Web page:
Born To Rock’n’Roll
Hello, this is rather good. It’s the debut album from The Montecristos who are led by one Neal X ( Sigue Sigue Sputnik, Marc Almond Band), and they’re a high octane rock and roll slash rockabilly band.
As well as those, there are nods to surf music, and even some retreads of tunes from his Sigue Sigue Sputnik days, namely ‘Pussywhipper’, ‘Love Missile F1-11’ and ‘Jayne Mansfield’. there’s even a visit from his old boss, Marc Almond, who turns up to sing on the Vince Taylor chestnut ‘Brand New Cadillac’.
There’s a double bass and a horn section to boot, so it all sounds rather splendid. It’s almost a well designed package, in a digipack with booklet, although the booklet and CD are extremely difficult to get out without ripping anything. And I speak as someone with dainty hands, not muckle great cow pies. Granted, it tails away over the last couple of tunes, but this is a very enjoyable slab of 21st century rock’n’roll.
I Must Be Dreaming
What do we have now? Some rootsy, jazzy, bluesy, soulsy (eh?) music from Texan Laura Tate. The album is subtitled ‘A Tribute To The Music Of Mel Harker’, who seems to be a songwriter that no-one has heard of. Which is a real shame, as there are some very good tunes here indeed.
Ms Tate has a very listenable voice, and is particularly good at the ballads. Mr Harker also has a way with words and melodies, so when the two combine on the best of this songs, then it’s a real treat.
And those best of songs include ‘Don’t Try To Talk Me Out Of Loving You’, ‘Cowboy Jazz’ and ‘Counting Up The Ways’, all of which deserve to be heard by a wide audience. And it’s not all doom and gloom, as she can rock it up a bit on the likes of ‘Snake Tattoo’ and ‘Dead End Road’, which shows off another side to her voice. A fine listen.
THE BETTY FOX BAND
We’re still over in the American colonies, this time for some soul flecked blues, courtesy of the Betty Fox Band. And she’s another lady with a very fine voice.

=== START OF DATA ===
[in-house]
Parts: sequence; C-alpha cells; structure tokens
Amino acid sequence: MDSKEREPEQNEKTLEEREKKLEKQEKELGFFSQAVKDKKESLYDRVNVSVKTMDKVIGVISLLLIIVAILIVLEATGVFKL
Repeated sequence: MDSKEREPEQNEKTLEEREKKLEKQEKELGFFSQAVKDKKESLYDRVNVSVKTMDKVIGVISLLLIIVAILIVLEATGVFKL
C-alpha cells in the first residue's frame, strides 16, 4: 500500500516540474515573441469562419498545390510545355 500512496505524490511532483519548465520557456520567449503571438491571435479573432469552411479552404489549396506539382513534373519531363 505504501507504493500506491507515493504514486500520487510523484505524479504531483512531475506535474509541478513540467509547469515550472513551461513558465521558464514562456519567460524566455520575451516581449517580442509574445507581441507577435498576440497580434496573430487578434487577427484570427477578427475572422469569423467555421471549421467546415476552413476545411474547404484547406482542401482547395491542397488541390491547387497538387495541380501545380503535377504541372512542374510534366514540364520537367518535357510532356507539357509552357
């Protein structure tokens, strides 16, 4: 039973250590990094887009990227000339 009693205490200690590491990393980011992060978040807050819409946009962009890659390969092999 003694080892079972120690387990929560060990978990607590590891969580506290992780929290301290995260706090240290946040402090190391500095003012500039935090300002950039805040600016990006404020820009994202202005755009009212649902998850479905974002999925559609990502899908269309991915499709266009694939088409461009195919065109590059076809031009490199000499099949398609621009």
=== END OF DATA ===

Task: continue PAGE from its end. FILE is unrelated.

There is a lot of strutting going on her, with nods back to the Stax and Muscle Shoal sounds of yore, with a fine band pushing things along. And that’s Kid Royal on guitar, Barry Williams on bass, Shawn Brown on keys and Sam Farmer on drums, who well deserve their The and Band.
There are some excellent grooves on display with ‘Think About It’, a fine example. But she can also beg and plead the blues on ‘Baby Please’ before throwing in some jazzy licks on ‘Who’s Holdin’. There’s even a solo, acoustic take on ‘Angel Flying Too Close To The Ground’, although it doesn’t come near the Willie Nelson version. But then what would.
There are a couple of weaker songs in the middle of the album, but this is deserving of some success.
A Time To Remember
Ooh! Celtic, classical crossover time. That’s me sorted then. Well, the Catholic Scotch part of me at least.
I’m a sucker for this sort of thing, and across 15 songs of Celtic, sacred, and Broadway music, Ms Murphy puts on a very good show indeed. You won’t be surprised to learn that she’s a soprano, as that is de rigeuer for this style of music, but she’s a good one. No shrill, window crackers here.
It’s full of songs that are well known in the mainstream, and although there are a couple that don’t come off, the majority do, with a special word of praise for ‘Wonderful Wonderful Day’, ‘Green Fields of France’ and ‘It’s a Grand Night for Singing’, the latter one of three duets with Abbie Stands.
If classical crossover is your thing, then this is well worth your attention.
CONSIDER THE SOURCE
World War Trio Parts II & III
Finally, for today, it’s a double concept album of instrumental prog rock. With no keyboards. Yes, you read that right, weaklings. This is not a place for the weak hearted.
Now I liked Part 1, but that was a 23 minute EP, which is a whole different ballgame. After all, I’m cracking on a bit, and my attention span isn’t what it was. I’m just as likely to be distracted by a sparrow in the greenhouse for an hour, as I am to wade through whatever it was I was talking about in the last paragraph. Oh, yes.
New York. Progressive rock trio. Consider The Source. As on the EP, this sees them mix seventies prog, jazz fusion and some almost prog metal. This double album sees them expand into Middle Eastern rhythms and the kind of time changes that will do you a mischief. It’s far too long for me, but for anyone looking for some extremely adventurous 21st century prog, then the ten minutes of ‘This Dubious Honor’ and ‘More Than You’ll Never Know’ are good places to start.